If it is a charity the money collected via QR codes will go direct to their bank accounts.
The Giving Streets app enables the homeless to benefit from digital donations rather than relying on cash
The business makes its money through charging 3 per cent commission on the donations made through the platform.
For larger organisations and charities that want to deploy several charity workers using the code throughout major cities on a regular basis, Giving Streets will offer them a a subscription model.
While the aim is to be profitable, the profits won’t be kept or put back into the business: instead, they will be distributed to charities or directly to people in need of support and help.
Vassiliadis explains: ‘Our pledge is to cycle back all our profit to helping other communities.
‘We want to work on taking people off the streets, providing support – be that mental health, learning a new skill or providing an actual home to stay in – until they get back on their feet.
‘We have witnessed in the past few months how anybody can eventually become, for whatever reason, a rough sleeper or homeless.’
According to Vassiliadis, more than 8,000 households in London alone run a very high risk of not making rent.
‘The problem is really substantial. We want them to know that we are here for you, you are not invisible to us.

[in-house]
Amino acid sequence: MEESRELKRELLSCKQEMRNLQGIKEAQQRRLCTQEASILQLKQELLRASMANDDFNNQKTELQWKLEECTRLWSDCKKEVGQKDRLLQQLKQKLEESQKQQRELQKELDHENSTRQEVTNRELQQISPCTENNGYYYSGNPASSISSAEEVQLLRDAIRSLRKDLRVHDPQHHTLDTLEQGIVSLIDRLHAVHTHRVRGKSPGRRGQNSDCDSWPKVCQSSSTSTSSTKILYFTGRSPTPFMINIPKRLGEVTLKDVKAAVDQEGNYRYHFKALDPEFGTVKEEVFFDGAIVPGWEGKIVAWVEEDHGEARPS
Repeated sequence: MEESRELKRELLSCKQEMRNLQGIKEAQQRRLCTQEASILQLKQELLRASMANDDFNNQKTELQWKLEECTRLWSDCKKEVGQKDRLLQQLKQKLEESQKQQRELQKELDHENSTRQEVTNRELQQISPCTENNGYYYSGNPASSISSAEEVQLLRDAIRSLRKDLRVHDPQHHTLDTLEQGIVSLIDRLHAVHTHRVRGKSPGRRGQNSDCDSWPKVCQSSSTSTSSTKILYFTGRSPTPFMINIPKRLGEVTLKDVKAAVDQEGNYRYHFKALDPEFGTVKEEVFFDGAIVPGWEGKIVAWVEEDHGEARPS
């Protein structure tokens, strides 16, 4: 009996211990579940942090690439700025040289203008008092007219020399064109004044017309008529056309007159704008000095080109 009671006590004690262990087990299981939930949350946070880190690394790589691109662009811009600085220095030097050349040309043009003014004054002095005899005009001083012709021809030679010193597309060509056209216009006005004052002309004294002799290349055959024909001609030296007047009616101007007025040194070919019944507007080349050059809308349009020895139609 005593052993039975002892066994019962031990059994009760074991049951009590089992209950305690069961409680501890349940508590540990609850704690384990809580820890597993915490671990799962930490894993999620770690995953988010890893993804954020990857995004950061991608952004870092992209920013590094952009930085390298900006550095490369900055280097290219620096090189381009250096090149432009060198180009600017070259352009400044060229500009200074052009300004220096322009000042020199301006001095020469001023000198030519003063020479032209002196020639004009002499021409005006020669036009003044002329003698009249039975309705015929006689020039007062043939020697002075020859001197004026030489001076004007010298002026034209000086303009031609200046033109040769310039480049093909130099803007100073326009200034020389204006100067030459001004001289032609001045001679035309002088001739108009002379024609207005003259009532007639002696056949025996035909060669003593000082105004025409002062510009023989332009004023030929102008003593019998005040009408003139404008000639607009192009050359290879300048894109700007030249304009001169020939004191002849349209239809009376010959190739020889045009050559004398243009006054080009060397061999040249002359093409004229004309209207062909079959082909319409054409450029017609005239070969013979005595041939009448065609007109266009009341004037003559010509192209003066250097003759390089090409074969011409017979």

‘We are helping you out until the bigger intervention comes into place.’
According to the founder of Giving Streets more than 8,000 households in London run a very high risk of not making rent which could mean more people sleeping rough on the streets
What next for Giving Streets?
The app is not yet available, but Vassiliadis is currently piloting the technology and aims to launch the service fully in September this year.
He says: ‘Our goal is to have 530 homeless people and buskers using the QR codes towards end of year, with more than 20 brands enrolled as partners where people can redeem vouchers.’
Although the firm didn’t make the top five in Chivas Venture, by becoming one of the top 15 finalists he won $20,000 (£15,444.30) in prize money.
We’re twisting the technology to make everyone equal in this cashless space. – Dimitris Vassiliadis, Giving Streets
‘We will use [the money] to promote the cause and the application,’ explains Vassiliadis. ‘We’ll also go into developing partnerships and app further.’
He adds that approximately £50,000 of his own money has been put into the business, but admits that more funding will be needed.
‘We will be reaching out to raise capital of around $500,000 (£386,107.50) to fully launch the platform nationally in the UK and then internationally. Crowdfunding is an option but we’ll be talking to impact investors to help us out.’
While his business did not win the ultimate cash prize of $310,000 (£239,386.65) he says that simply being a part of the Chivas Venture experience has been invaluable.
‘It has accelerated us, made us focus and narrow down on activities and scope,’ he says.
‘It has raised our profile, meaning that following the win [to represent England] in London last December and being part of the Chivas Venture process in the past six months, we have been approached by a lot of people just for being a part of it all.
‘The biggest takeaway is that we got really inspired through the other 19 companies [that made the top 20] trying to solve all the other problems in the world in different ways to us, but which are also equally important.